Perhaps the most direct way to characterize this tension is to say that tragedy is the expression of a view of life as defined finally by an insurmountable contradiction (of a law of life at odds with itself), while philosophy will always aim at a sort of overcoming of contradiction (of the law of non-contradiction as the need of truth). There is, of course, more to be said. The form of presentation proper to tragedy is, as Aristotle notes, reliant upon language, meter, plot, spectacle, and stage. Tragedy needs to appeal to emotional life, to a feeling that perhaps cannot be conceptualized. Philosophy, on the other hand, is deeply distrustful of any turn to emotional life and it is equally suspicious of any language that does not abide by the rule of the concept, that is, by the demand for universalizability and consistency. The concept has long remained the mother tongue of philosophy and, at the same time, a tragedy that can be reduced to its concept does not merit the claim of being a work of art.

More here.

The Owl of Minerva Problem

by Scott F. Aikin and Robert B. Talisse

OwlWisdom is a product of experience and reflection. As a consequence, it's often quite a long road to that goal. It's for this reason that the poetic expression, "the Owl of Minerva Flies at Dusk," has its effect. Only at the end of the day, once the work is done and we recline in thought, do the insights of what we ought to have done, what the best option was, and what was wrong about a particular decision become clear. We live forward, but we understand backward. And that can occasion distinctive problems.

In democratic politics, this point about insight is certainly true. And it extends not only to the errors we may make as a country, but also to the errors we make in understanding ourselves and our decision-making. In its current form, much democratic theory is focused on the decision-making and argumentative elements of modern political life. This deliberative democratic movement casts democratic life as that of participating in ongoing discussions, wherein all have a voice, no issue is beyond question, and every decision must be justifiable to all those whom it effects. There are admirable ideals, but we understand the ways we can fail those ideals only in making mistakes, only in witnessing the pathologies to which public reason is prone.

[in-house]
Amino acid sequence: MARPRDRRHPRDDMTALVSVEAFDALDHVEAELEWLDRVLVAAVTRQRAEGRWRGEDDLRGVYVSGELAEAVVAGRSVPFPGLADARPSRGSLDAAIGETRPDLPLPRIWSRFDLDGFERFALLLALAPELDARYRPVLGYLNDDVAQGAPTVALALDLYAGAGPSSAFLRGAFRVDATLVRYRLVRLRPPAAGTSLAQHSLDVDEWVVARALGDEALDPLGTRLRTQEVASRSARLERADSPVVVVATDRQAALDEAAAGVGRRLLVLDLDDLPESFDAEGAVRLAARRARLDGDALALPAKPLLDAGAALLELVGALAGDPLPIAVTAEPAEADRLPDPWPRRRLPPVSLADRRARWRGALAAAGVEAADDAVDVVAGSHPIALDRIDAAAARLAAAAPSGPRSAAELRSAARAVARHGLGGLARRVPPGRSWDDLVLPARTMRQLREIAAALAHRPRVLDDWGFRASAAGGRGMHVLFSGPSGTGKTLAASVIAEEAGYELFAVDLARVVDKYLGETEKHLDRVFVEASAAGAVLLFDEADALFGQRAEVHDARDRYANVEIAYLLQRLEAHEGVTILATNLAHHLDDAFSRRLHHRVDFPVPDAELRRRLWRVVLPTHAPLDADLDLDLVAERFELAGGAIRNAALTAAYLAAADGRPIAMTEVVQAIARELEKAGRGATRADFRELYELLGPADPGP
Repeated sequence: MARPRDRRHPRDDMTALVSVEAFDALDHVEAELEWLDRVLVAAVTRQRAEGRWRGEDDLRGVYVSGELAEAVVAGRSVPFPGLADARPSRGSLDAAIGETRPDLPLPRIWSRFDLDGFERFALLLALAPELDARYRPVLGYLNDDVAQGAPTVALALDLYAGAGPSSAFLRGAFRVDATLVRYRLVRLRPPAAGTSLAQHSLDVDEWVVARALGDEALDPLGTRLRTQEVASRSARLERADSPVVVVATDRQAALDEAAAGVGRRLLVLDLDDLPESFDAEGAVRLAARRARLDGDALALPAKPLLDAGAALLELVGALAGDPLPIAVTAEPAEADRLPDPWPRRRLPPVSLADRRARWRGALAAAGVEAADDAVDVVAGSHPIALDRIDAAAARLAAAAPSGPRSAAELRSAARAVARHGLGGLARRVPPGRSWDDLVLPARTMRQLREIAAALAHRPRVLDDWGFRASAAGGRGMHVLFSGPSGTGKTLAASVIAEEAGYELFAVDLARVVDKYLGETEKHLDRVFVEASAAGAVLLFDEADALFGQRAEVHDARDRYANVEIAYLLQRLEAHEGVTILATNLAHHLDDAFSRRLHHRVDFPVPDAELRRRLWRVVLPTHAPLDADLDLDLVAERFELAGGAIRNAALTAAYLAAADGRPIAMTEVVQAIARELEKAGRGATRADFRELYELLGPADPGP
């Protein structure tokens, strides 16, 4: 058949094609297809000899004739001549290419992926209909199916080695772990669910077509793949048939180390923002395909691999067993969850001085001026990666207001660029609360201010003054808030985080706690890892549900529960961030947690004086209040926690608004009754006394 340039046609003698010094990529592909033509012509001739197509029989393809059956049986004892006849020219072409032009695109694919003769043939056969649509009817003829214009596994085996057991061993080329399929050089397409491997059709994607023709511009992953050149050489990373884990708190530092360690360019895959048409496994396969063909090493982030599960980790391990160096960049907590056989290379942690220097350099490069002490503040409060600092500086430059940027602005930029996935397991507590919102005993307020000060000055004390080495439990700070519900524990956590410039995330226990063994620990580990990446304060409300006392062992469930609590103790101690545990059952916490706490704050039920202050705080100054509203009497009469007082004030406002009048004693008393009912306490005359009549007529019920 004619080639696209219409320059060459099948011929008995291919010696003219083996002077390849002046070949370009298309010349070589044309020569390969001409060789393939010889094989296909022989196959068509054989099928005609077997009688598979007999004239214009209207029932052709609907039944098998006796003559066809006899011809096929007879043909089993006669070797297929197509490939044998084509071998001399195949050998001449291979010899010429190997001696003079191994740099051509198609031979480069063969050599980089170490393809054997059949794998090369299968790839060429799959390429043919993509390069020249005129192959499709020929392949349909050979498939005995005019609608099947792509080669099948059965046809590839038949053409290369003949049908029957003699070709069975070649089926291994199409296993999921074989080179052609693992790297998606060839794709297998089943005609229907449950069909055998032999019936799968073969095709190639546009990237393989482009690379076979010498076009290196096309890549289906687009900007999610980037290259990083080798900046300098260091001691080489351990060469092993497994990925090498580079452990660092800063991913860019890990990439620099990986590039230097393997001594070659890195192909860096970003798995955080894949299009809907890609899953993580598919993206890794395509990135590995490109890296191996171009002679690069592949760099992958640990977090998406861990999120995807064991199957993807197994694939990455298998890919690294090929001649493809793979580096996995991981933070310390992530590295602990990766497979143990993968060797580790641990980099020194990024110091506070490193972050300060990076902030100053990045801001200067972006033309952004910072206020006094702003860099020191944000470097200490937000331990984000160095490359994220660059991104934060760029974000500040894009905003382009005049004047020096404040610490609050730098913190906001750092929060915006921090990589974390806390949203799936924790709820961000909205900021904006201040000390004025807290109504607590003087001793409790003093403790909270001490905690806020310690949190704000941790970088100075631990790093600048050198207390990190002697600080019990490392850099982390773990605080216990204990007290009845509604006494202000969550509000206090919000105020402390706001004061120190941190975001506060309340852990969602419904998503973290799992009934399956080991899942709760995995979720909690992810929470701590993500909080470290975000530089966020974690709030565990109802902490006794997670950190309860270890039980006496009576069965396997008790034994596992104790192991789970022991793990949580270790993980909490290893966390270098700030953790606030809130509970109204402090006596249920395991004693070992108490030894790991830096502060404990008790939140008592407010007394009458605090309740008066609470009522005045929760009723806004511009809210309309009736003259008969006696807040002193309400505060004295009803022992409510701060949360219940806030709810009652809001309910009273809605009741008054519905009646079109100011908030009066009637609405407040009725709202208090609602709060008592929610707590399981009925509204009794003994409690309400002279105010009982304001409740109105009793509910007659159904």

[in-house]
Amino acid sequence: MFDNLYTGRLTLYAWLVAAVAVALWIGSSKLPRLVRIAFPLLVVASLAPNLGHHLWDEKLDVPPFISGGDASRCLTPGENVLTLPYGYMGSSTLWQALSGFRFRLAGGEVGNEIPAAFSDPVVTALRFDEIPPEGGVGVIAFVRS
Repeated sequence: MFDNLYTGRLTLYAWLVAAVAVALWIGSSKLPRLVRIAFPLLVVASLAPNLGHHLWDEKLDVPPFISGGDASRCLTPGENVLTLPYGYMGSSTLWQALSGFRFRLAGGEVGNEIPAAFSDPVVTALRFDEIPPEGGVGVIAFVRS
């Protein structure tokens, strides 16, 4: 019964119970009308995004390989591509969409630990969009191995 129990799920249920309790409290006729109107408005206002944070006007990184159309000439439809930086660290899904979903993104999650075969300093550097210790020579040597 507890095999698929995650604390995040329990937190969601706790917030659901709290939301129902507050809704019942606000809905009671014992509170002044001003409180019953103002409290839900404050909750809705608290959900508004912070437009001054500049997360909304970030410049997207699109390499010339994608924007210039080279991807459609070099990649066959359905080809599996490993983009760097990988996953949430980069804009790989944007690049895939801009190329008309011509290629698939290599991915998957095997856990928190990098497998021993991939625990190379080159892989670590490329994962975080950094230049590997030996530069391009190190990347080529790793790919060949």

We experience living in a democracy and then we see the particular kinds of challenges and errors to which reasoning together can be prone. Perhaps we should have anticipated the effects of group polarization that seem to define contemporary political discourse, but we understand it all too well now that we live under its conditions. The incurious dogmatism of epistemic closure, the slippery euphemism of Orwellian Newspeak, and the abuses of and visceral reactions to political correctness are all political phenomena that require we see as developments from histories and arising within particular social settings. We do now know them a priori.

The Owl of Minerva Problem at first looks like a simple point about the retrospective nature of knowledge: You must first have experience to know, so knowledge must be dependent on (at least some) events of the past. But the Owl of Minerva Problem raises distinctive trouble for our politics, especially when politics is driven by argument and discourse. Here is why: once we have a critical concept, say, of a fallacy, we can deploy it in criticizing arguments. We may use it to correct an interlocutor. But once our interlocutors have that concept, that knowledge changes their behavior. They can use the concept not only to criticize our arguments, but it will change the way they argue, too. Moreover, it will also become another thing about which we argue. And so, when our concepts for describing and evaluating human argumentative behavior is used amidst those humans, it changes their behavior. They adopt it, adapt to it. They, because of the vocabulary, are moving targets, and the vocabulary becomes either otiose or abused very quickly.

Consider the use of fallacy vocabulary less as a device for the cool evaluation of arguments, now, but rather as a tool of evasion or attack.

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Random Triangles and Pillow Problems for Insomniacs

by Jonathan Kujawa

While laying in bed on the night of January 20, 1884, Lewis Carroll conjured up the following puzzle:

Three Points are taken at random on an infinite Plane. Find the chance of their being the vertices of an obtuse-angled Triangle.

That is, since any three points on a sheet of paper can be connected to form a triangle, what's the likelihood that one of the angles is more than ninety degrees if you pick those points at random?